If you can spare a minute, please let us know your thoughts on us providing short candidate ideas. While Investing Ideas has focused exclusively on long ideas since its inception, we are always seeking to evolve. We would love to hear from you. You can email your thoughts to .
Have a great weekend.
Below are Hedgeye analysts’ latest updates on our current high-conviction long investing ideas, a special SHORT IDEA and CEO Keith McCullough’s updated levels for each.
Please note we removed ZOES, RH and EWG this week.
As always, we also feature two additional pieces of content at the bottom.
Trade :: Trend :: Tail Process - These are three durations over which we analyze investment ideas and themes. Hedgeye has created a process as a way of characterizing our investment ideas and their risk profiles, to fit the investing strategies and preferences of our subscribers.
Our Gaming, Lodging & Leisure analysts, Todd Jordan and Felix Wang, remain bearish on Royal Caribbean (RCL) for the following reasons:
RCL was the darling in 2014, up 74% in share price. 2015 is a different story as the stock has lagged Carnival (CCL) and Norwegian Cruise Line (NCLH). While the stock clearly got ahead of itself, we also think RCL is facing some fundamental headwinds, particularly in Europe. While its newbuild ships are doing well, RCL’s legacy fleet is underperforming by a wide margin in Europe, and the discrepancy has widened in the past months.
In addition, since the beginning of the year, we’ve been highlighting weakness in Europe as a potential risk. It appears that has been realized, as evidenced through RCL’s forward guidance and our monthly pricing surveys.
Moving forward, 2015 estimates are no slam dunk as European uncertainty remains. Given our current estimates, we think there’s a chance they miss Double Double targets in 2017. RCL’s still elevated valuation leaves little room for error.
Click image to enlarge.
It was a relatively light data week for housing with weekly mortgage application data and the March employment report offering incremental updates on the current state of housing demand. On the market side, interest rate volatility remained a concern for the public homebuilders but one we believe remains shorter-term in nature absent another expedited, step function increase in interest rates.
In other words, we think the rate related pressure will be largely transient unless we see a further back-up in mortgage rates on the order of +50-100bps from here – a potentiality we would not view as probable at this point.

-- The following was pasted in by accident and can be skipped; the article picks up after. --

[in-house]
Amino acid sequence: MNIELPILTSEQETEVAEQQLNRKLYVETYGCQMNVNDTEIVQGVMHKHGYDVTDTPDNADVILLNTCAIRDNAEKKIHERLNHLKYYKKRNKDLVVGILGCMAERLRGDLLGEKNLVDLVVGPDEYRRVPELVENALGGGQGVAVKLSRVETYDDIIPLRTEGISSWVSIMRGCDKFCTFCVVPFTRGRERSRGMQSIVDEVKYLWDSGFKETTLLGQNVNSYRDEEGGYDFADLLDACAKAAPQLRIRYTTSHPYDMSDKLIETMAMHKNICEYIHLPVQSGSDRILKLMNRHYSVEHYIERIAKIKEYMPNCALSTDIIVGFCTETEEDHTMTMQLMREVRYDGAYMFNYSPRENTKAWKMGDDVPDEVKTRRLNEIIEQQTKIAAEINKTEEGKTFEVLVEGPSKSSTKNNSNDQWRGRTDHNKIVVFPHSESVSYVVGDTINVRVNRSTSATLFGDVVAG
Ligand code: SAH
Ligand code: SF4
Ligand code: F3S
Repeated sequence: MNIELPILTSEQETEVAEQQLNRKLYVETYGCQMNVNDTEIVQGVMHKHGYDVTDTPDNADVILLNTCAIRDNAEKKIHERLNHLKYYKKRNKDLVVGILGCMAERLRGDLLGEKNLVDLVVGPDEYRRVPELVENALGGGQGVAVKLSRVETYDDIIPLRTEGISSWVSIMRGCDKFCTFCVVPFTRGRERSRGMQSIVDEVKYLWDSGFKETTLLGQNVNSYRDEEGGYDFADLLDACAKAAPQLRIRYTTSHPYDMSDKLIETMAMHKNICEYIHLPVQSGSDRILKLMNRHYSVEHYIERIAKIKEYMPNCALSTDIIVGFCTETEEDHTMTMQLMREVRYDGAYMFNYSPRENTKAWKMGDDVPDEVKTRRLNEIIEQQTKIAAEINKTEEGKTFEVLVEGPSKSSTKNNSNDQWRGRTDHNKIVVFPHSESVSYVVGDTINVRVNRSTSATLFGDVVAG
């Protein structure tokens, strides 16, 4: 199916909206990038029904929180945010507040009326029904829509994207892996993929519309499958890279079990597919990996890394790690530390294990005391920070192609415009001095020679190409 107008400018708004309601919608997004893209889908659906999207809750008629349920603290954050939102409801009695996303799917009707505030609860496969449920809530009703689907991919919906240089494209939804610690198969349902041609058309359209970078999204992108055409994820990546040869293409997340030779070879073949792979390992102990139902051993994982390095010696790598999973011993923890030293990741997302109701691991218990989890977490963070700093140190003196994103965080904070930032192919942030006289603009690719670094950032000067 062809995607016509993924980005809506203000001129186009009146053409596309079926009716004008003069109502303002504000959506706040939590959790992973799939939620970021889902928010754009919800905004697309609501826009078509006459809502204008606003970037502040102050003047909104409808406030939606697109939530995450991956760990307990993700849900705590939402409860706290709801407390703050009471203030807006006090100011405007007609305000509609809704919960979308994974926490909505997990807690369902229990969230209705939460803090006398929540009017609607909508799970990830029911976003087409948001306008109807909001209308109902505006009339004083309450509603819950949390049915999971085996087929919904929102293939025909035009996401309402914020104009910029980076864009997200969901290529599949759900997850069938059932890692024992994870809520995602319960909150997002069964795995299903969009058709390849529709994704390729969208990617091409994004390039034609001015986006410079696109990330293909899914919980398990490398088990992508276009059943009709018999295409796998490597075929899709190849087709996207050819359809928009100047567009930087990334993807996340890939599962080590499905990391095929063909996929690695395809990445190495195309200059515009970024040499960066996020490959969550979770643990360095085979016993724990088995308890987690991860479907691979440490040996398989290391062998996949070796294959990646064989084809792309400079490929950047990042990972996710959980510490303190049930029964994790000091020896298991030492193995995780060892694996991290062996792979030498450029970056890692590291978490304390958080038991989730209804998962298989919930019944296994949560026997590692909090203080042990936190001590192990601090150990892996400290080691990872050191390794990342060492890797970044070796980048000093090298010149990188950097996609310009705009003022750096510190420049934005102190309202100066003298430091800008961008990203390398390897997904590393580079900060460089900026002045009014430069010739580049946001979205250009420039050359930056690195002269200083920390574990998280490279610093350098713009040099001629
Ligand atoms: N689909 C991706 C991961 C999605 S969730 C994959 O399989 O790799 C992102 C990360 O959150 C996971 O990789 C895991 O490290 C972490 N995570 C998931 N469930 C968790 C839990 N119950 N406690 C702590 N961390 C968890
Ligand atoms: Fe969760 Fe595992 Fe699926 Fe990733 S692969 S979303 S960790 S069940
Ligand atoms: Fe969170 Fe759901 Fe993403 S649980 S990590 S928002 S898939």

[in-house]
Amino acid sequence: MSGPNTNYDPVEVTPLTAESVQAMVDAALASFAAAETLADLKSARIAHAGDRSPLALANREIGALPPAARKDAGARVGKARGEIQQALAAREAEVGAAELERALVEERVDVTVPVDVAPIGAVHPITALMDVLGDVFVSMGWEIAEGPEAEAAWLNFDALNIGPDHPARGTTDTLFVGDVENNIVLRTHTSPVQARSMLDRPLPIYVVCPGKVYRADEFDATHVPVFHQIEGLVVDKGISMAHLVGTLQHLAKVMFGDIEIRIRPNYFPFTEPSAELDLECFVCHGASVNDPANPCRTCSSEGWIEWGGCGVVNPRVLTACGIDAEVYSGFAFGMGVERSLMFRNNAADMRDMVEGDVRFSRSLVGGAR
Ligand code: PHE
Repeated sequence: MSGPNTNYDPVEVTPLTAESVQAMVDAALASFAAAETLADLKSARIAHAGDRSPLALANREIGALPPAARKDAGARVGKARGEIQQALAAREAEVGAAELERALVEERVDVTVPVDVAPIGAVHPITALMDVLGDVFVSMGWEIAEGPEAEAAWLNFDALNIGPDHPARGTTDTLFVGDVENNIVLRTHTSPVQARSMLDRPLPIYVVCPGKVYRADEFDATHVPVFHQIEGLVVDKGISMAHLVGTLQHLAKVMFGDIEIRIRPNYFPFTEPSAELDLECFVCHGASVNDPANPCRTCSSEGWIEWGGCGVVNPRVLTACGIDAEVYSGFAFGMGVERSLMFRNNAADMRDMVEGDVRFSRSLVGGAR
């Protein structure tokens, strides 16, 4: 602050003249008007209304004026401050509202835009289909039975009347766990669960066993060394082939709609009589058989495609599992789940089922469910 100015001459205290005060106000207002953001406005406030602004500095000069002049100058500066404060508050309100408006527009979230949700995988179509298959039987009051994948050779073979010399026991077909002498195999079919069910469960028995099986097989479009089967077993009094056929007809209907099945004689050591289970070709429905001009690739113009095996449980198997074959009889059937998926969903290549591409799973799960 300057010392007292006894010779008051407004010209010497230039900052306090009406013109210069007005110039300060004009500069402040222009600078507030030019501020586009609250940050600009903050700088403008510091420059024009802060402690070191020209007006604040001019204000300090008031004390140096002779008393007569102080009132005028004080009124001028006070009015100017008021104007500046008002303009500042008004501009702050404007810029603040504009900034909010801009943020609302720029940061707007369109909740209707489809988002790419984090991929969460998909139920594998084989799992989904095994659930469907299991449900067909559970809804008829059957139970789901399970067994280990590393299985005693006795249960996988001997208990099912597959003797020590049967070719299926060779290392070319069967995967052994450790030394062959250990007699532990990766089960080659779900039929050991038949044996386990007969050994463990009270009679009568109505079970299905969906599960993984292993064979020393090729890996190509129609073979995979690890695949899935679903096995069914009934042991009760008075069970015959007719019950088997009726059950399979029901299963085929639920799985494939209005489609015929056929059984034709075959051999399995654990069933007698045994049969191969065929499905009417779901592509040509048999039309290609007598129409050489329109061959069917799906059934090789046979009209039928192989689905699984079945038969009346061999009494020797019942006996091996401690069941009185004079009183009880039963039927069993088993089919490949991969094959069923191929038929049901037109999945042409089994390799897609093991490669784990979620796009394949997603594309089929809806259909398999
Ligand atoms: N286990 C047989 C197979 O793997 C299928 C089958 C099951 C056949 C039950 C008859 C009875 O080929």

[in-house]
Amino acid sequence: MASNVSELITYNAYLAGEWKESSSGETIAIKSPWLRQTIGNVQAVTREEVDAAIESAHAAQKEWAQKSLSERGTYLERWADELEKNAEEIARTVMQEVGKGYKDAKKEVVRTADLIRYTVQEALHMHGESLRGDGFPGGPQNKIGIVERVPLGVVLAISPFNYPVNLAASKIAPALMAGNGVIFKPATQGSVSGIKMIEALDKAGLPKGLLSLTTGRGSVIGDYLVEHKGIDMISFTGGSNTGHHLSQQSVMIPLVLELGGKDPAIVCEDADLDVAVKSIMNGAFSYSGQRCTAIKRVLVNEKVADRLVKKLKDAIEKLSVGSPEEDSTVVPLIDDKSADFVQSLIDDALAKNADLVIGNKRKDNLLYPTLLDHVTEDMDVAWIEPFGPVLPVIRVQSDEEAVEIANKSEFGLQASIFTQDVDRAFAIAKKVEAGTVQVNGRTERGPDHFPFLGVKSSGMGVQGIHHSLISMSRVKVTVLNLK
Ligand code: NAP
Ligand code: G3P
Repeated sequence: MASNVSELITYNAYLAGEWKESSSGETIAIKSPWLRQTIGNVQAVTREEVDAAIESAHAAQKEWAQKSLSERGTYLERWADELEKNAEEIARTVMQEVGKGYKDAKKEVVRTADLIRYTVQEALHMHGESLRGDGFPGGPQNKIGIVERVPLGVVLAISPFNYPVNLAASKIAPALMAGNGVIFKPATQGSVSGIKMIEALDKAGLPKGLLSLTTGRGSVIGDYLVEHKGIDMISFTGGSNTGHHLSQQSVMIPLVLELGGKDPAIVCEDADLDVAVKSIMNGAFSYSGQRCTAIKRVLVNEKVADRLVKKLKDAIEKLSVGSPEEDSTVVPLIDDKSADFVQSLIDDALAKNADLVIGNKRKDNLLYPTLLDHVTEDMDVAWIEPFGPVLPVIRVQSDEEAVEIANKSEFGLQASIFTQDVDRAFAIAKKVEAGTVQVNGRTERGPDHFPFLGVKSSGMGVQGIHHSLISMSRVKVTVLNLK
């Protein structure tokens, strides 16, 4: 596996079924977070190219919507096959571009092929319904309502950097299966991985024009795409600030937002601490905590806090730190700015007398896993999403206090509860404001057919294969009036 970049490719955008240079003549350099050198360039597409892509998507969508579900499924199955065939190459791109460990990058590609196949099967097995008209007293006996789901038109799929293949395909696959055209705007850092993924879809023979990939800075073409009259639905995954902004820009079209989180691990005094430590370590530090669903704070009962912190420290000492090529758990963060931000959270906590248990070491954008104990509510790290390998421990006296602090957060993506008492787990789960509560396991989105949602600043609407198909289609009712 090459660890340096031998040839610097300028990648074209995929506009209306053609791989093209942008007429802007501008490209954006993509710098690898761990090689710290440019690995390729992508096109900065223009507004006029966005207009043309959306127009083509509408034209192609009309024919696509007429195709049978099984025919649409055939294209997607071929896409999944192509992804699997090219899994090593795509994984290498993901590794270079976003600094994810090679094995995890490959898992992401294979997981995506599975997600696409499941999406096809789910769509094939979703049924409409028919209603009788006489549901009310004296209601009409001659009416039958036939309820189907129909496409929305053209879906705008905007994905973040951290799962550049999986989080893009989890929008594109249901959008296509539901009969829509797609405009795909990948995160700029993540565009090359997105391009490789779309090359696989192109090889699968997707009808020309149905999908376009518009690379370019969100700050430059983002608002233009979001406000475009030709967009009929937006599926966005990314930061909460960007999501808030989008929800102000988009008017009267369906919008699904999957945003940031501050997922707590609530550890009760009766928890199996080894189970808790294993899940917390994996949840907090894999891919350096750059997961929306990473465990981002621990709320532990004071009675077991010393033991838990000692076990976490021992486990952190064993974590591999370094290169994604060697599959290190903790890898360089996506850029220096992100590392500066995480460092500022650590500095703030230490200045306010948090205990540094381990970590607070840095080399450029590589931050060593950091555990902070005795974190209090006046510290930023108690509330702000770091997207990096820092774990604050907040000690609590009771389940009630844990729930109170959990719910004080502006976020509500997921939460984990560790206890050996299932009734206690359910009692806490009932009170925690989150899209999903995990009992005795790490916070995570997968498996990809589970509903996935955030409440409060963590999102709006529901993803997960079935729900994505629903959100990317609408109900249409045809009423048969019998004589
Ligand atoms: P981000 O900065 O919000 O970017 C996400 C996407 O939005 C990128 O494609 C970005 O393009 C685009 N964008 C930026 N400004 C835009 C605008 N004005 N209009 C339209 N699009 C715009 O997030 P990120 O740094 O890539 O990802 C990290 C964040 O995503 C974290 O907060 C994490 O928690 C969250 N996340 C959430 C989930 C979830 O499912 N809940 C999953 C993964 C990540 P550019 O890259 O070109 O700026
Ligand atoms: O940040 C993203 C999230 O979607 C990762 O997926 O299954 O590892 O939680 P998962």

On the fundamental side, the drumbeat of improvement remains ongoing:
The MBA’s weekly Mortgage Application Composite index recorded a -4.6% decline with refinance activity sliding -8.3% alongside a 2nd week of rising rates. The Purchase Index, meanwhile, rose to a 23-month high as demand increased +0.8% sequentially and +12% on a year-over-year basis. Purchase demand thus far in 2Q15 is tracking +14.2% QoQ and +13.4% YoY.
25-34 year old employment growth made a higher cycle high, accelerating +80bps sequentially to +3.2% year-over-year. Accelerating employment growth in this key housing demand demographic is encouraging and should continue to flow through to rising headship rates and housing demand at a modest-to-moderate rate.
Industry employment rose +3K in April alongside the strong rebound in broader Construction employment which was up a big +45K on the month as activity rebounded alongside the thaw in the weather. On a year-over-year basis, employment growth continues to hold in the mid-single digits as conditions in the resi construction labor market continue tightening
The highly anticipated Non-Farm Payrolls report came and went Friday, and it was largely a non-event:
Our thesis on interest rates remains lower-for-longer, but that view is being tested in the short-term.
The U.S. dollar has gone on a big reversal since the Fed’s March 18th meeting. Since the meeting, the dollar has moved lower and rates higher. Despite the fact that our investing ideas product is meant to articulate our intermediate-term to longer-term view, this short-term move in rates has caused confusion with respect to our lower for longer call.
Put simply, we have been wrong on the direction of our four macro tickers in the newsletter. A continuation of this trend will force us to re-evaluate the longer term call.
As Darius Dale wrote in Friday morning’s Early Look:
“One thing we do have a high degree of conviction on is our ability to forecast the rate of change in both growth and inflation. We are also pretty good at figuring out how trends in these omnipotent macro factors front-run changes in monetary policy.”
With the existence of easy inflation comparisons in the 2nd half of the year (remember that inflation was non-existent in 2H 2014 and we model growth and inflation on a year-over-year basis), we have expected inflation to accelerate for some time.
As evidenced in the chart below, CPI tends to track the directional moves in the CRB index accurately, and an appropriate weighting of the chart below supports the idea that these expectations are being pulled forward.
Click image to enlarge.
While history suggests long-duration fixed income works in a QUAD3 scenario which we are moving closer to hitting in Q2, the performance hasn’t been as strong as a QUAD 4 set-up. However if the debate is between QUAD4 and QUAD3, bonds work in both scenarios.
Welcome to the internal Hedgeye macro team debate. There is no hard line marking a transition between QUADS and asset allocation exposures. With that being said, we’re at the fork in the road and are confident we will be able to express more clarity in our view in the near-term. Stay tuned. #LOWERFORLONGER.
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ADDITIONAL RESEARCH CONTENT BELOW
Macro analyst Christian Drake goes granular on the May employment report.
The company delivered a bottom line beat despite a slight top line miss in 1Q15.